Reusable Pads 101: On Wear and Care

Mary Seph
7 min readJun 17, 2021


Four cloth pads on light pink background: one is completely white the other is aquamarine; the other two have, on the flaps,  a colorful design of red and purple respectively while the rest of the pad is cotton white.

After trying a period cup and utterly failing to assimilate it as part of my period product of choice, I wanted to get my hands on another eco-friendly menstrual product. I have used disposable pads for all my period life, so its reusable version was an eye-catching option. At first, I was skeptical of them because they would need to be washed and worn again. Perhaps that’s why it wasn’t the first non-disposable period product I chose to try. However, going back to disposable pads wasn’t an option anymore; the genital pain was too much of a concern.

I have been wearing reusable pads for about nine months now. Spending most of my period at home, being an online student and all, this routine is set where I feel the most comfortable and have the most comforts. In this article, I have summarized the past nine period weeks I have spent with reusable pads, the logistics behind wearing disposable pads, and how I care for them.

How many reusable pads do I own?

Currently, I have six pads, four regular-sized, and two large-sized — although I started with three pads. I find six to be a decent number for the following reasons: Line drying them leaves the drying time at the mercy of the “season.” South America has roughly two, wet and dry. When I got the first three, it was intensely hot and sunny, so there was no problem cycling through them. However, when days turned cloudy, the weather humid, and it poured constantly, the first pad hadn’t dried when I changed into the third. Thus, I needed to increase the number. Lastly, for health reasons, I wanted to make sure I was wearing a clean and completely dry pad. I bought two more regular and one large to make six. This way, I could choose the size depending on that day’s flow.

When do I use each type of pad?

This may not be very different from using disposable ones; the sizes’ names are similar. Regulars are recommended for light flow and large for heavy flow and wearing at night. My period is light the start and the end, so put on a regular one. The tough days are the second and third where I consider my flow “heavy”. I usually use the bigger pads at night to prevent stains on the bottomwear.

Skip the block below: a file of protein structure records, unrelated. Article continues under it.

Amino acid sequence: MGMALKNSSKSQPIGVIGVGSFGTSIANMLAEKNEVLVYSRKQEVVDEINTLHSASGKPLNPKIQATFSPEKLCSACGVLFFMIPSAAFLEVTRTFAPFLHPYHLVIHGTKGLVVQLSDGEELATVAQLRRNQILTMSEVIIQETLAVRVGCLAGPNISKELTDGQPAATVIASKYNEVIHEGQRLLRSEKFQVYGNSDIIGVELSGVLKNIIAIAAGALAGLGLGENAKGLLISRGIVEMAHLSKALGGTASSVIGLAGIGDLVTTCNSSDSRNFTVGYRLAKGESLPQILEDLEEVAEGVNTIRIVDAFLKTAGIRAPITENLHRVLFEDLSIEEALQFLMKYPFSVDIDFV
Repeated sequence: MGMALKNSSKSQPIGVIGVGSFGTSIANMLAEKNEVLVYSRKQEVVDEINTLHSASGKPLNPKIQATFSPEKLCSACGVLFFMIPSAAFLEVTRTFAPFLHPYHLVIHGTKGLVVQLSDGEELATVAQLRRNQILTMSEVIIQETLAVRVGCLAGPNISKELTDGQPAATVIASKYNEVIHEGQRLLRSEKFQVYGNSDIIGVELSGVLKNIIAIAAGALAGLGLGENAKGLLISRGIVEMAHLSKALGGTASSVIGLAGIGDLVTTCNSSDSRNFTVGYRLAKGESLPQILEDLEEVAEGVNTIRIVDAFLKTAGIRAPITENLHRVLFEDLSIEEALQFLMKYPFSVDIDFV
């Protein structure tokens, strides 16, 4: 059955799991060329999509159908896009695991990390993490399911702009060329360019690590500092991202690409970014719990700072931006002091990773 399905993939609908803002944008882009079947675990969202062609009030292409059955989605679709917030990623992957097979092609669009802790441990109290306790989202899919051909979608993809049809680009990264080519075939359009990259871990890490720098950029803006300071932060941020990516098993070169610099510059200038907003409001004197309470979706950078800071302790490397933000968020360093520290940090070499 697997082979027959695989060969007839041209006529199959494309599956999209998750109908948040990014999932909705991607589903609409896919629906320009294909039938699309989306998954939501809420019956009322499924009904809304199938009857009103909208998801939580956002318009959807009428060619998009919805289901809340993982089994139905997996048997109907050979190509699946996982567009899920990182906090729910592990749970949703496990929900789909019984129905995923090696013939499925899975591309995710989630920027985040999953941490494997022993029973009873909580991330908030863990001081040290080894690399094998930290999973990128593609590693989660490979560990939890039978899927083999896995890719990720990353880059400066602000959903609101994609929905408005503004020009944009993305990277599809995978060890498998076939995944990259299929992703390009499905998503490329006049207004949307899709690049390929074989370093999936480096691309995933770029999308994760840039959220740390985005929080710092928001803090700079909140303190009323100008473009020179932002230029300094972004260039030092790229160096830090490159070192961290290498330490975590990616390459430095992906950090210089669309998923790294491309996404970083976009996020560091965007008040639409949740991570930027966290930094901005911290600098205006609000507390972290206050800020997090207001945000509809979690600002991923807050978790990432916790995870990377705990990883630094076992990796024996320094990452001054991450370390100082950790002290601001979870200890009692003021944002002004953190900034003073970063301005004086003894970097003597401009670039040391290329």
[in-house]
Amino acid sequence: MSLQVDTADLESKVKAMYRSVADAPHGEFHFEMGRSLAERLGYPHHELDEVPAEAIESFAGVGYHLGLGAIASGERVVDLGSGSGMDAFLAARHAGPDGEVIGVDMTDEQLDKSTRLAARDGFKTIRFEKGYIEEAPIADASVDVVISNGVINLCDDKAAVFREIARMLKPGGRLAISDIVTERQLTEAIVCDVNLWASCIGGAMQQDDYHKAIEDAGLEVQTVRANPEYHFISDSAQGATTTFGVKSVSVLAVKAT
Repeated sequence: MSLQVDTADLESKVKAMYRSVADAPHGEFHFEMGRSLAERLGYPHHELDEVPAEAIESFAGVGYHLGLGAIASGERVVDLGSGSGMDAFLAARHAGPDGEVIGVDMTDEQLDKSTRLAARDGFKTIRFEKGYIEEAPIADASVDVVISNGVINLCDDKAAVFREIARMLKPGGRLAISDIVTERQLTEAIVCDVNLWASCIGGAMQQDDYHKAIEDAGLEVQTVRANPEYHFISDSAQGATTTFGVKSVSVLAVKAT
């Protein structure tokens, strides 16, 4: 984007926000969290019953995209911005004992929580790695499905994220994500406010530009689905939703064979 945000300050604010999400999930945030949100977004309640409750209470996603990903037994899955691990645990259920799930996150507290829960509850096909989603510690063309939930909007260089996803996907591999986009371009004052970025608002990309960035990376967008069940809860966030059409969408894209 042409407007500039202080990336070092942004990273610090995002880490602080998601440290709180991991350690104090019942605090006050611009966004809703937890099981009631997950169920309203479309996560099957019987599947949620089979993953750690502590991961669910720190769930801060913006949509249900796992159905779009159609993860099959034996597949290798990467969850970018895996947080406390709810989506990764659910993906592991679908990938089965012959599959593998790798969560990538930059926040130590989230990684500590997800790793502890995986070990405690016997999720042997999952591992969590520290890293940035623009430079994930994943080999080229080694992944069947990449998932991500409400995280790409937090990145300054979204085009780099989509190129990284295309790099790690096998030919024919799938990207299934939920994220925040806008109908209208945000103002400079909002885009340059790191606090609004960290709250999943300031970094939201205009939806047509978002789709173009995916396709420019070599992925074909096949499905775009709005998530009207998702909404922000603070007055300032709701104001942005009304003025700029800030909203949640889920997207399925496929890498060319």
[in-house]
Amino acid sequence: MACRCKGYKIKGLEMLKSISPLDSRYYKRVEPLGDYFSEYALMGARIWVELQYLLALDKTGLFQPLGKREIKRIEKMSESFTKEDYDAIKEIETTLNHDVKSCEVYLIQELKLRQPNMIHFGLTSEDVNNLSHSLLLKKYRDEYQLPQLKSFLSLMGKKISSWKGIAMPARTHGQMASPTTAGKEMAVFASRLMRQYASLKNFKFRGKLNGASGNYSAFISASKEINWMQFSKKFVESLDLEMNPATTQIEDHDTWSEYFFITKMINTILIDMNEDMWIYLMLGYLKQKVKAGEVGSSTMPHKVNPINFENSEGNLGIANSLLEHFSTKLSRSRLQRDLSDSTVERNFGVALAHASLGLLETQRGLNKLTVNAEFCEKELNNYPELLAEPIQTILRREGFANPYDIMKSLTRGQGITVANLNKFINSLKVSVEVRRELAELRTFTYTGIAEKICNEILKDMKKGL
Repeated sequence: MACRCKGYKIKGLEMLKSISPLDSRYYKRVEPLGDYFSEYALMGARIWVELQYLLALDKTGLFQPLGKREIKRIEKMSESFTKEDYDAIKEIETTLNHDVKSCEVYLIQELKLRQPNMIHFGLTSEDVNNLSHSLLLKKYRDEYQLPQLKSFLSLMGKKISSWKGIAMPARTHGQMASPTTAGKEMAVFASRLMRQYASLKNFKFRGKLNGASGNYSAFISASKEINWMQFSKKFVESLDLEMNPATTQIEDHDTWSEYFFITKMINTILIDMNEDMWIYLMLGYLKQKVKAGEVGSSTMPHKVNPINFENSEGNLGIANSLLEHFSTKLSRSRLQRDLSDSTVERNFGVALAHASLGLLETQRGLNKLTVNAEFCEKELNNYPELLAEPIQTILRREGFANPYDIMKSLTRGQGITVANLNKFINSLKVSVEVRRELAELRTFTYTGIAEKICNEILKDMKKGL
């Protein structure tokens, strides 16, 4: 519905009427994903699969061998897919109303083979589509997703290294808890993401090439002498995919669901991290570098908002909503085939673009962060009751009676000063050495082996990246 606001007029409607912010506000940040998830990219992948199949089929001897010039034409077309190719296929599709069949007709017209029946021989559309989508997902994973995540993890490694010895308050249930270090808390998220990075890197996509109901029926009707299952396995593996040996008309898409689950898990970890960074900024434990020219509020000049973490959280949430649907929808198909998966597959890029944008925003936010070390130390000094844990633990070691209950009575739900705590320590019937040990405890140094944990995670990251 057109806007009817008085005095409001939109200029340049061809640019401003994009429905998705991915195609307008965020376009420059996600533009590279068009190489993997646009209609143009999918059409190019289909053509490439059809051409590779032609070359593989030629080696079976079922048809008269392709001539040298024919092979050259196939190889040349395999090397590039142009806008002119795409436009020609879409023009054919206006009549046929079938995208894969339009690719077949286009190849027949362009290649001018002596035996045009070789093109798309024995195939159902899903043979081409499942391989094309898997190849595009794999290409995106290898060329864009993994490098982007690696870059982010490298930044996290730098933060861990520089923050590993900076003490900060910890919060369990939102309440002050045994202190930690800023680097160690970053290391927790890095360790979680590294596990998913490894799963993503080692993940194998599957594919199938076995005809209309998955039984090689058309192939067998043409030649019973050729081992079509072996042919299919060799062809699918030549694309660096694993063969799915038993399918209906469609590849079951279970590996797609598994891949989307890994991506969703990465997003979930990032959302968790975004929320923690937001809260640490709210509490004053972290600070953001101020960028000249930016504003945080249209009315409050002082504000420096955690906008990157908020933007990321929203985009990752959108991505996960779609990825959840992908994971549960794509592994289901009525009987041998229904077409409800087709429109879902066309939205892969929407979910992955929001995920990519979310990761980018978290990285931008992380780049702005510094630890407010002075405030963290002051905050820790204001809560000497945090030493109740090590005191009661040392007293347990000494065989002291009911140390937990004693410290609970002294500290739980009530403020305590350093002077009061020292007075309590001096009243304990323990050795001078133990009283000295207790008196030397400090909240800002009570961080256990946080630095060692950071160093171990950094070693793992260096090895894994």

How long do I use each pad?

Recommended wear time is between four to five hours, as the gynecologist advised. I believe there’s both a health factor and a care factor involved in this number. The latter is to reduce the chance the pad will get badly stained. I mentally note the time I changed to a clean pad and calculate when I need to change out of it.

How does it feel to wear a disposable pad?

So much better than a disposable one. There are no ruffling sounds, no discomfort, and no genital pain. It doesn’t feel I’m wearing a diaper. It feels like another piece of underwear because it’s cotton cloth.

What are the disadvantages of wearing disposable pads?

I have considered a few situations and groups who might find reusable pads troublesome: traveling, work outside the home, and people with physical disabilities. As I mentioned at the beginning, I have spent these period weeks at home with all the amenities I need. I was about to be traveling during one period but by the time I had to leave, it was over. This means I do not have experience using reusable pads in another place, but I have some ideas I can share.

If I were to be outside during a trip, I would bring at least one extra pad on some pouch. The pad can be folded in a way the bloody patch doesn’t come in contact with the outside. Then, when I get to the place I’m staying, I would wash it in the sink or shower, preferably with a similar if not the same soap I use at home. The same idea would apply to working outside the home, as one would have to change pads at least once (assuming it’s an eight hour job). Lastly, The method I use to wash pads may not be useful for people with physical disabilities: standing, squeezing, and rubbing the cloth against itself requires muscle strength. All in all, I strongly recommend reading about people with experience in these topics. I would love to hear your thoughts about them.

How did I choose which pads to get?